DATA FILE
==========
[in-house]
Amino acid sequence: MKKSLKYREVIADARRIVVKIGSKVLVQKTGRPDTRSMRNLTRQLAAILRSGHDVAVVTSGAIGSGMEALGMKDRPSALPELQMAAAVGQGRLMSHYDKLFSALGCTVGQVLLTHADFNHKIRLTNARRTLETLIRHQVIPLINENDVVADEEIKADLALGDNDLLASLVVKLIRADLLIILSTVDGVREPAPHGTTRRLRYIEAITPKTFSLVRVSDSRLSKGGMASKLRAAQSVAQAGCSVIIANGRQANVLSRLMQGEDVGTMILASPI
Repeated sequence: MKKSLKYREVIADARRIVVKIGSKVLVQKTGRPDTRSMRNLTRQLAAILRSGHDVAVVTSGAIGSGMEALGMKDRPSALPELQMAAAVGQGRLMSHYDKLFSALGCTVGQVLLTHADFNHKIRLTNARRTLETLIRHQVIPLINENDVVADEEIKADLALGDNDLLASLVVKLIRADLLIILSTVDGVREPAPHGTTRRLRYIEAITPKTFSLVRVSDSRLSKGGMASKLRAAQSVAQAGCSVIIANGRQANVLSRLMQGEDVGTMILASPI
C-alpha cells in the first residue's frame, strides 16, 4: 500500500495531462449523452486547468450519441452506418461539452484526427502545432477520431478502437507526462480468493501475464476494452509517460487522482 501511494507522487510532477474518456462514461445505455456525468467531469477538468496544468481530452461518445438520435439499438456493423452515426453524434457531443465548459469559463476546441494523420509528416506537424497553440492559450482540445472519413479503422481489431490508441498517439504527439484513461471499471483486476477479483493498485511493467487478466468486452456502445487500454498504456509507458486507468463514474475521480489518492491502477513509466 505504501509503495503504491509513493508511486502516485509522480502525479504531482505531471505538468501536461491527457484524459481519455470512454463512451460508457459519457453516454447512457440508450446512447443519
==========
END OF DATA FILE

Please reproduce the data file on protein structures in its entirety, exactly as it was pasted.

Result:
[in-house]
Amino acid sequence: MKKSLKYREVIADARRIVVKIGSKVLVQKTGRPDTRSMRNLTRQLAAILRSGHDVAVVTSGAIGSGMEALGMKDRPSALPELQMAAAVGQGRLMSHYDKLFSALGCTVGQVLLTHADFNHKIRLTNARRTLETLIRHQVIPLINENDVVADEEIKADLALGDNDLLASLVVKLIRADLLIILSTVDGVREPAPHGTTRRLRYIEAITPKTFSLVRVSDSRLSKGGMASKLRAAQSVAQAGCSVIIANGRQANVLSRLMQGEDVGTMILASPI
Repeated sequence: MKKSLKYREVIADARRIVVKIGSKVLVQKTGRPDTRSMRNLTRQLAAILRSGHDVAVVTSGAIGSGMEALGMKDRPSALPELQMAAAVGQGRLMSHYDKLFSALGCTVGQVLLTHADFNHKIRLTNARRTLETLIRHQVIPLINENDVVADEEIKADLALGDNDLLASLVVKLIRADLLIILSTVDGVREPAPHGTTRRLRYIEAITPKTFSLVRVSDSRLSKGGMASKLRAAQSVAQAGCSVIIANGRQANVLSRLMQGEDVGTMILASPI
C-alpha cells in the first residue's frame, strides 16, 4: 500500500495531462449523452486547468450519441452506418461539452484526427502545432477520431478502437507526462480468493501475464476494452509517460487522482 501511494507522487510532477474518456462514461445505455456525468467531469477538468496544468481530452461518445438520435439499438456493423452515426453524434457531443465548459469559463476546441494523420509528416506537424497553440492559450482540445472519413479503422481489431490508441498517439504527439484513461471499471483486476477479483493498485511493467487478466468486452456502445487500454498504456509507458486507468463514474475521480489518492491502477513509466 505504501509503495503504491509513493508511486502516485509522480502525479504531482505531471505538468501536461491527457484524459481519455470512454463512451460508457459519457453516454447512457440508450446512447443519